Health and Life Sciences, University of Reading

This £55m building forms part of a major development to establish a ‘Health & Life Sciences’ zone within the University of Reading’s Whiteknights Campus.

The University of Reading is developing a new ‘Health and Life Sciences Teaching Zone’ to support their strategic commitment to the life sciences, which they regard as a key scientific area with sustained long-term growth potential.

Complex rationalisation and phasing
The new Health and Life Sciences Building is a critical part of that commitment. Located on the Whiteknights Campus in Reading, the project provides a new-build home for the School of Biological Sciences, which used to be spread across four outdated buildings, all of which will eventually be demolished.

Future-resilient design
Appointed in 2015, our brief was to oversee the enabling works and design a new building that provides flexible, future-resilient teaching and research laboratory space. Not only must the finished building be capable of holding both small and very large classes of students in its teaching laboratories, it must also accommodate future evolution in the subjects the University teaches and its fields of research.

The resulting new multi-purpose building will house the Departments of Ecology and Environmental Biology, Biomedical Science, and Bioinformatics. It comprises a central atrium featuring a café and the University’s Cole Museum of Zoology, with spectacular displays that include a False Killer Whale and the skeleton of a large elephant.

Rational high-tech layout
Two asymmetrical wings flank the atrium. The smaller three-floor wing will contain write-up and collaboration spaces, and offices.

The larger of the wings – 50 m x 20 m – will contain four storeys of state-of-the-art wet laboratories, topped by a floor of plant.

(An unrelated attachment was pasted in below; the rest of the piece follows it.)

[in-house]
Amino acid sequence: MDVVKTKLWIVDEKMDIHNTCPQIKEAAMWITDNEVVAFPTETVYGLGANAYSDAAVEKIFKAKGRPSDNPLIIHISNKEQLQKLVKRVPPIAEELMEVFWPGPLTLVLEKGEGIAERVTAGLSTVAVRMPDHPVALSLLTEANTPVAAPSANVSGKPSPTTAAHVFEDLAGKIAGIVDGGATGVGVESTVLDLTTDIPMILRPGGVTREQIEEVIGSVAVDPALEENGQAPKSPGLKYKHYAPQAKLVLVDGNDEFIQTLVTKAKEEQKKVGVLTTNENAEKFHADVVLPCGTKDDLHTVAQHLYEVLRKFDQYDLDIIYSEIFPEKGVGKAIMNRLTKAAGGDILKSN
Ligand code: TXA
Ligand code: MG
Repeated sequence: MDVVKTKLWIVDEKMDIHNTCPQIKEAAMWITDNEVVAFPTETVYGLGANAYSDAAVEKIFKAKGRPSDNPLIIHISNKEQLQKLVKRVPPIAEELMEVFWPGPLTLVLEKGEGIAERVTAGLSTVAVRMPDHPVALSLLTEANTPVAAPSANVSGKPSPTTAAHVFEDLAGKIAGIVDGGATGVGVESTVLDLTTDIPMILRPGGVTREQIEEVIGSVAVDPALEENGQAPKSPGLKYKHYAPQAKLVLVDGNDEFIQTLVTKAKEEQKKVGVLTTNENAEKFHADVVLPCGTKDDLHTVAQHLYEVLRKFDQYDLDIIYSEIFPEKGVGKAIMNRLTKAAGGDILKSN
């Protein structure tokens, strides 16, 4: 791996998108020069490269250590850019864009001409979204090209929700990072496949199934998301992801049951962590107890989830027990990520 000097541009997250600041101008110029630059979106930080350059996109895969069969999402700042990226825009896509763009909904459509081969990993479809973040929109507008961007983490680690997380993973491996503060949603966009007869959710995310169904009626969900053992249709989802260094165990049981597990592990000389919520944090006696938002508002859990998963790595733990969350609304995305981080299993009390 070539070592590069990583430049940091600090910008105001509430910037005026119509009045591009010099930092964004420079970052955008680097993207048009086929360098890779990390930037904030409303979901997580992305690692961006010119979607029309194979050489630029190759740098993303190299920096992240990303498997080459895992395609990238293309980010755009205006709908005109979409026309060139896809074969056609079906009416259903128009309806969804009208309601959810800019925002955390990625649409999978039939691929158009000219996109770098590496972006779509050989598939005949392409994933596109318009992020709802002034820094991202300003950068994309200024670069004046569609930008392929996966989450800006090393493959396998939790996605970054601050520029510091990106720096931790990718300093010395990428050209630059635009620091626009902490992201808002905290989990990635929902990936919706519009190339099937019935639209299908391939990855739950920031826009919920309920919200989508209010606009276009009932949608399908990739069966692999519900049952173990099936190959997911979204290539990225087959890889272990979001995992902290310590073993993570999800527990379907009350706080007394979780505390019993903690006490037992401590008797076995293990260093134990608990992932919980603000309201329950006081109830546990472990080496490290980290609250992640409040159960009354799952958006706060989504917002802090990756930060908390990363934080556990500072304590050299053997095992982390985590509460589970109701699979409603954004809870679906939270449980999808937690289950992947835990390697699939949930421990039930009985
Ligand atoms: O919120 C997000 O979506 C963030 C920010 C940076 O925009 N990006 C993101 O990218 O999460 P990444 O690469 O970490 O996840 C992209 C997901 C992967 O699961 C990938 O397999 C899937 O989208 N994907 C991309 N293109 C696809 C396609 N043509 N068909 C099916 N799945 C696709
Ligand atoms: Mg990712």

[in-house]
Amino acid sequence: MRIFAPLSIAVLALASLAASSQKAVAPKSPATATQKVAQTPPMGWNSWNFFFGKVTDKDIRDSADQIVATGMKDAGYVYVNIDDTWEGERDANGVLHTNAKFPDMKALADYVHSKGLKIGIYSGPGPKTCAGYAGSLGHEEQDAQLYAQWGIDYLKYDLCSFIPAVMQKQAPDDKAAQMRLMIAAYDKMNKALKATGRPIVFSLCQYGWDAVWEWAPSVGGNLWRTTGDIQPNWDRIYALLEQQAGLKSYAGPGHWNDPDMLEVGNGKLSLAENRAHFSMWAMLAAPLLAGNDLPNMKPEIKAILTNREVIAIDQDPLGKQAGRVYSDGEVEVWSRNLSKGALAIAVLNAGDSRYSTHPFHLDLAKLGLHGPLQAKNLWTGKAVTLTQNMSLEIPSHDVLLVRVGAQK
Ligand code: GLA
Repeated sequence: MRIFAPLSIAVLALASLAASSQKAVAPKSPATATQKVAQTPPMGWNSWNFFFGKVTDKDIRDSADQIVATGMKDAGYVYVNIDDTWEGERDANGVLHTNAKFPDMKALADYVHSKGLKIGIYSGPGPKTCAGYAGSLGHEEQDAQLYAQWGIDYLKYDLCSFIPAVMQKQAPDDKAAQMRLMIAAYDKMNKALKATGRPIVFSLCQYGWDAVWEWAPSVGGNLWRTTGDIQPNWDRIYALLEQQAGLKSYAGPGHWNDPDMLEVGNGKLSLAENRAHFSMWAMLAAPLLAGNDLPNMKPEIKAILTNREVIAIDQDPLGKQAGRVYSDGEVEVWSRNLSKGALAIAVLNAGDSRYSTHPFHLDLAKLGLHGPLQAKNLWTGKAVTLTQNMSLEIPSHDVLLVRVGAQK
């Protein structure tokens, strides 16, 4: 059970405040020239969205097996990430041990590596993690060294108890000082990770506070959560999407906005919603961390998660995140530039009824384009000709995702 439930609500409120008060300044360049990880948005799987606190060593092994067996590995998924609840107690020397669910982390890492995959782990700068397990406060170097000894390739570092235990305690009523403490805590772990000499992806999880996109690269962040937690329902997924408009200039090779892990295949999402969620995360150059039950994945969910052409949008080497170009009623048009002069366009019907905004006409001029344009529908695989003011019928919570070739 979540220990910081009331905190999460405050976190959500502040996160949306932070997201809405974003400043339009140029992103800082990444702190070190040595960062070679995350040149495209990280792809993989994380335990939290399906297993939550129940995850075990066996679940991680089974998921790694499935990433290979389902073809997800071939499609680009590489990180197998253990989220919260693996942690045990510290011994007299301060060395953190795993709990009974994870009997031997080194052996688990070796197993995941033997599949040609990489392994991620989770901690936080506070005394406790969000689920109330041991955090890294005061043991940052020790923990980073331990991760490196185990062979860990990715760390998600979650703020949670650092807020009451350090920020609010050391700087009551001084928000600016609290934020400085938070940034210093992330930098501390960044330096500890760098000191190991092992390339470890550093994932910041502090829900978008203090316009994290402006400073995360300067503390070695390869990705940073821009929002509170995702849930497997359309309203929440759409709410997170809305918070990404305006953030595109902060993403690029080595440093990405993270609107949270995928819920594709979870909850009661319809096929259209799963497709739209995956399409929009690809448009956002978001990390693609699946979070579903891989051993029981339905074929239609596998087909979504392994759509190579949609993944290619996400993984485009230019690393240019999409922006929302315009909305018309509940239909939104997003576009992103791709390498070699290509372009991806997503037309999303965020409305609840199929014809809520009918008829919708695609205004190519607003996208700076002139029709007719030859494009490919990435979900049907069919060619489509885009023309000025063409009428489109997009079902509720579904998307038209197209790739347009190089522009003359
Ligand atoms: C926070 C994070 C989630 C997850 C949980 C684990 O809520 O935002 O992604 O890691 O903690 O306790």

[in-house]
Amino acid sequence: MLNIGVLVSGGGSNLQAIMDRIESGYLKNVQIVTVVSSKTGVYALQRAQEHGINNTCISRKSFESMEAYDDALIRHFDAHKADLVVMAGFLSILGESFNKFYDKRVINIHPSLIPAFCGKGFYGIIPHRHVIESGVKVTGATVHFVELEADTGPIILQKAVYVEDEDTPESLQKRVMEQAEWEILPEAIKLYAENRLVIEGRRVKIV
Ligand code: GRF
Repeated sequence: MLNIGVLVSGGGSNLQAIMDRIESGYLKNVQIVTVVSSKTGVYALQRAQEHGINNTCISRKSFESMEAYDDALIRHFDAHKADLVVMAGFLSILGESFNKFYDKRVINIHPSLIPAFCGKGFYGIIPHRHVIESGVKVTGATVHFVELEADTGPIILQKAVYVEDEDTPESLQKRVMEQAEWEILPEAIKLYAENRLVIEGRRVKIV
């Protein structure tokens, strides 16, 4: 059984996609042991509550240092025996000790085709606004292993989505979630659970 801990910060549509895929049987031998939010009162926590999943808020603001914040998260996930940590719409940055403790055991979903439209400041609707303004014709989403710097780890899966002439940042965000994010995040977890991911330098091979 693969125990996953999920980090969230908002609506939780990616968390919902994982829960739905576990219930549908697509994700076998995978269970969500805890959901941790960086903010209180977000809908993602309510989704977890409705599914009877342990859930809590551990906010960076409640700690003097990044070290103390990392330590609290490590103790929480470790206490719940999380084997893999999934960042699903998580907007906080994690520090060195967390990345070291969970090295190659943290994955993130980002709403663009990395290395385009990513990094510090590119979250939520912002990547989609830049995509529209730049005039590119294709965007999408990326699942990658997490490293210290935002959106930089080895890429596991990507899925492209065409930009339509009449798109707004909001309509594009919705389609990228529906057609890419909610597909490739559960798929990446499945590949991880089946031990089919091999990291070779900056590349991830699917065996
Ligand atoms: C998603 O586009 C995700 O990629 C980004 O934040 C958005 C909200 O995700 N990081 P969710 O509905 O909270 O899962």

A ‘superlab’ will occupy the ground floor, used for teaching undergraduates and a further two floors of Containment Level 2 labs will be used by researchers in the Institute of Cardiovascular and Molecular Research (ICMR), Ecology and Environmental Biology and Micro-biology.

Innovative flexibility
We developed the ‘superlab’ after analysing the University’s teaching needs. The space occupies the wing’s entire footprint. In its largest configuration, it can seat 280 students at once. A sophisticated AV system ensures that all students can see and hear the lecturer. When classes are smaller, the space can be easily subdivided into several configurations, ultimately into two 80-seat and two 60-seat labs.

Enabling a shared asset culture for added value
Our design for the two floors of Containment Level 2 labs imports best practice in lab planning. By encouraging an open culture of sharing assets – controlled environment rooms, microscopy, tissue culture suites, freezer and cold rooms – between different disciplines, it is possible to optimize the use of energy, equipment, and space.

This shared asset culture also sets the stage for better collaboration between otherwise isolated disciplines. We beat best-practice space efficiency benchmarks by about 20 % by planning our lab layouts carefully. The net-to-gross internal area ratio is kept high, reducing the budgeted cost per m2 of useable space accordingly.

Effective collaboration
We collaborated closely with our engineering partners to ensure that the architectural form could accommodate the needs of all the specialist systems and technical equipment. As a consequence, the structure in the laboratory wing is optimally efficient, controlling structural vibration without unnecessary waste. This same economy of design keeps service distribution flexible.